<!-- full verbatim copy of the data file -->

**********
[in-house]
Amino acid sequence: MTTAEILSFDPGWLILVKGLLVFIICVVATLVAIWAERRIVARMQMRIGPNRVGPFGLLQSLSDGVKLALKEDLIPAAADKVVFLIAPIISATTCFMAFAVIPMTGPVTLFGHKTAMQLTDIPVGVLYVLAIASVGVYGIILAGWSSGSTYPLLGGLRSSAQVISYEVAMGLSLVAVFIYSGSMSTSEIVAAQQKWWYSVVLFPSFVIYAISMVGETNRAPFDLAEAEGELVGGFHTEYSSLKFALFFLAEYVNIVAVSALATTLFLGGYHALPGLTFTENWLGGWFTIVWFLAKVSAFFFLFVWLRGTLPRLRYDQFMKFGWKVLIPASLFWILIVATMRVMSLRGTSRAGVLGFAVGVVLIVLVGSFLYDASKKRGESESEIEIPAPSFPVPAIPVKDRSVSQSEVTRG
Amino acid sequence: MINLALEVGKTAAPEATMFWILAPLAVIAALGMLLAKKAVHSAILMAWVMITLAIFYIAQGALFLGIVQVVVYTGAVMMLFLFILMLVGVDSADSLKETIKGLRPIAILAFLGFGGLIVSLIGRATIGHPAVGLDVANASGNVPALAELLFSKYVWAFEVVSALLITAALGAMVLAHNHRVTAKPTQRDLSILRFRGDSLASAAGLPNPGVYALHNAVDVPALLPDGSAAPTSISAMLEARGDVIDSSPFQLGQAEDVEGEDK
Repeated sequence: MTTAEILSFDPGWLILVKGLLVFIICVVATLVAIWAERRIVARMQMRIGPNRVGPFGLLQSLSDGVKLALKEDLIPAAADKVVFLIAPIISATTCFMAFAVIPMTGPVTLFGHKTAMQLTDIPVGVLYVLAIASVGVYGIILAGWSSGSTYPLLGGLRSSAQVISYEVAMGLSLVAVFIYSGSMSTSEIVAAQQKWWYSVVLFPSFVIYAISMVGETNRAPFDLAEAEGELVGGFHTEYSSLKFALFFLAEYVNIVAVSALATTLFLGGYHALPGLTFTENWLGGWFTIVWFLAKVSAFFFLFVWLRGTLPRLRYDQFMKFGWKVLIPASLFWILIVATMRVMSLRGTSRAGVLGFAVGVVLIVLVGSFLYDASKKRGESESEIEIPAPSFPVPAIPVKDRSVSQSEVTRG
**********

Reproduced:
[in-house]
Amino acid sequence: MTTAEILSFDPGWLILVKGLLVFIICVVATLVAIWAERRIVARMQMRIGPNRVGPFGLLQSLSDGVKLALKEDLIPAAADKVVFLIAPIISATTCFMAFAVIPMTGPVTLFGHKTAMQLTDIPVGVLYVLAIASVGVYGIILAGWSSGSTYPLLGGLRSSAQVISYEVAMGLSLVAVFIYSGSMSTSEIVAAQQKWWYSVVLFPSFVIYAISMVGETNRAPFDLAEAEGELVGGFHTEYSSLKFALFFLAEYVNIVAVSALATTLFLGGYHALPGLTFTENWLGGWFTIVWFLAKVSAFFFLFVWLRGTLPRLRYDQFMKFGWKVLIPASLFWILIVATMRVMSLRGTSRAGVLGFAVGVVLIVLVGSFLYDASKKRGESESEIEIPAPSFPVPAIPVKDRSVSQSEVTRG
Amino acid sequence: MINLALEVGKTAAPEATMFWILAPLAVIAALGMLLAKKAVHSAILMAWVMITLAIFYIAQGALFLGIVQVVVYTGAVMMLFLFILMLVGVDSADSLKETIKGLRPIAILAFLGFGGLIVSLIGRATIGHPAVGLDVANASGNVPALAELLFSKYVWAFEVVSALLITAALGAMVLAHNHRVTAKPTQRDLSILRFRGDSLASAAGLPNPGVYALHNAVDVPALLPDGSAAPTSISAMLEARGDVIDSSPFQLGQAEDVEGEDK
Repeated sequence: MTTAEILSFDPGWLILVKGLLVFIICVVATLVAIWAERRIVARMQMRIGPNRVGPFGLLQSLSDGVKLALKEDLIPAAADKVVFLIAPIISATTCFMAFAVIPMTGPVTLFGHKTAMQLTDIPVGVLYVLAIASVGVYGIILAGWSSGSTYPLLGGLRSSAQVISYEVAMGLSLVAVFIYSGSMSTSEIVAAQQKWWYSVVLFPSFVIYAISMVGETNRAPFDLAEAEGELVGGFHTEYSSLKFALFFLAEYVNIVAVSALATTLFLGGYHALPGLTFTENWLGGWFTIVWFLAKVSAFFFLFVWLRGTLPRLRYDQFMKFGWKVLIPASLFWILIVATMRVMSLRGTSRAGVLGFAVGVVLIVLVGSFLYDASKKRGESESEIEIPAPSFPVPAIPVKDRSVSQSEVTRG